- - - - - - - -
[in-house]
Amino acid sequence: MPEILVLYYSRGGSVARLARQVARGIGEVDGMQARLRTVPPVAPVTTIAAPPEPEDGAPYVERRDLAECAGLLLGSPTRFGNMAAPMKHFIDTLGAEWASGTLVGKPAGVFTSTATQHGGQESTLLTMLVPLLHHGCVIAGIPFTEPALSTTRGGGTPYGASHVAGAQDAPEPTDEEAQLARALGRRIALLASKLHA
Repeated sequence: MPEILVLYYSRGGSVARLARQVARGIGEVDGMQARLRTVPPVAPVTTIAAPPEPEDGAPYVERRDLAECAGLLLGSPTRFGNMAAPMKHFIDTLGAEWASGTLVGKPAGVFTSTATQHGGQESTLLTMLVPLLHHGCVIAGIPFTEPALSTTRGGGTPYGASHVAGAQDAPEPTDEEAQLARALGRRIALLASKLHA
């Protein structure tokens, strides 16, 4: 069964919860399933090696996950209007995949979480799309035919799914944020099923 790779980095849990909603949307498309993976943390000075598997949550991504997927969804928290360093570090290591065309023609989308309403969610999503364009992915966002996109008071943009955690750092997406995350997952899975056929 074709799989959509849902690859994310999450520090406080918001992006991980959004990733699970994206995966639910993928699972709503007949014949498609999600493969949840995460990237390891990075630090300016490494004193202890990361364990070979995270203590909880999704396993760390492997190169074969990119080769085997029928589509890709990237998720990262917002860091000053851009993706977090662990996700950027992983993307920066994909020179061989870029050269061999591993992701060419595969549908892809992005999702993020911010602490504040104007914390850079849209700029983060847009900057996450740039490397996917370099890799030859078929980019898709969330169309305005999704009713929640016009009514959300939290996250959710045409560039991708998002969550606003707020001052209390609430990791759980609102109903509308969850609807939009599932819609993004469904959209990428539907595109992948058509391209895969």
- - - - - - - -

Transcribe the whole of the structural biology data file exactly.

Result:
[in-house]
Amino acid sequence: MPEILVLYYSRGGSVARLARQVARGIGEVDGMQARLRTVPPVAPVTTIAAPPEPEDGAPYVERRDLAECAGLLLGSPTRFGNMAAPMKHFIDTLGAEWASGTLVGKPAGVFTSTATQHGGQESTLLTMLVPLLHHGCVIAGIPFTEPALSTTRGGGTPYGASHVAGAQDAPEPTDEEAQLARALGRRIALLASKLHA
Repeated sequence: MPEILVLYYSRGGSVARLARQVARGIGEVDGMQARLRTVPPVAPVTTIAAPPEPEDGAPYVERRDLAECAGLLLGSPTRFGNMAAPMKHFIDTLGAEWASGTLVGKPAGVFTSTATQHGGQESTLLTMLVPLLHHGCVIAGIPFTEPALSTTRGGGTPYGASHVAGAQDAPEPTDEEAQLARALGRRIALLASKLHA
């Protein structure tokens, strides 16, 4: 069964919860399933090696996950209007995949979480799309035919799914944020099923 790779980095849990909603949307498309993976943390000075598997949550991504997927969804928290360093570090290591065309023609989308309403969610999503364009992915966002996109008071943009955690750092997406995350997952899975056929 074709799989959509849902690859994310999450520090406080918001992006991980959004990733699970994206995966639910993928699972709503007949014949498609999600493969949840995460990237390891990075630090300016490494004193202890990361364990070979995270203590909880999704396993760390492997190169074969990119080769085997029928589509890709990237998720990262917002860091000053851009993706977090662990996700950027992983993307920066994909020179061989870029050269061999591993992701060419595969549908892809992005999702993020911010602490504040104007914390850079849209700029983060847009900057996450740039490397996917370099890799030859078929980019898709969330169309305005999704009713929640016009009514959300939290996250959710045409560039991708998002969550606003707020001052209390609430990791759980609102109903509308969850609807939009599932819609993004469904959209990428539907595109992948058509391209895969």